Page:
Joseph, whom the apostles nicknamed Barnabas (that is, “one who encourages”), was a Levite from Cyprus. 37 He owned a field, sold it, brought the money, and placed it in the care and under the authority of the apostles.

Church is a community – we need to give so that all we offer to the community can continue – a beautiful place of prayer and hope – it needs to painted to keep it beautiful, we need money for the upkeep of the building. We need money for the ministry of the church – to pay the priest so that he or she can give hope at times of bereavement, sickness or joy at baptisms and weddings. These are the basics and this is our tithe, our regular giving, it is always helpful to give by debit order, as we often pledge and then forget by the middle of the year!.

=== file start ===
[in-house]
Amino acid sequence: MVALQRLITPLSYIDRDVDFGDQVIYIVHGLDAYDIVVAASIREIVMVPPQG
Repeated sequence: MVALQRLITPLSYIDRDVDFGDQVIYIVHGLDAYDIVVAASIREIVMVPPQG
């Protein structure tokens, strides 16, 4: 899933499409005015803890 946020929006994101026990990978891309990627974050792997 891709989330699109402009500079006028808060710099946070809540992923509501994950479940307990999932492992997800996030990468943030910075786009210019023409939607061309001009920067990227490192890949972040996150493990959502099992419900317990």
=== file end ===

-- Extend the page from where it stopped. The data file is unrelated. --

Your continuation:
The Bible talks of tithes and offerings – the giving in joy – the thank offerings. Barnabas was known as the encourager – he sold a field and brought the money. What ministry can we encourage with a thank offering? What touches your heart? To grow the Sunday school? What about paying for an outing for the little ones. Or you want to see the youth ministry develop, sponsor young people to go on a scripture union camp at rocklands.. Or bake cakes for the parish council meeting to say we appreciate you! Or perhaps there is an old age home close by and you could sponsor a kombi to bring them once a month and buy some nice eats – be the encourager – build the ministry of this church into the community.. Experience the joy of giving, the joy of Barnabas the encourager.

2.Boaz – giving to charity

This is a wonderful story because it starts with the poor person, the homeless person, the needy. It is the story of Ruth – Recap of the story – there is a famine, Naomi and her husband ELimelech go to Moab to seek food. Her two sons marry Orpah (Oprah) and Ruth. Sadly he dies and then the two sons die so Naomi decides to go home. Orpah stays at home but Ruth goes with her mother in law and says those wonderful words – “where you go I will go, your people will become my people”

The two widows arrive, penniless, ragged, destitute and Ruth goes out to beg.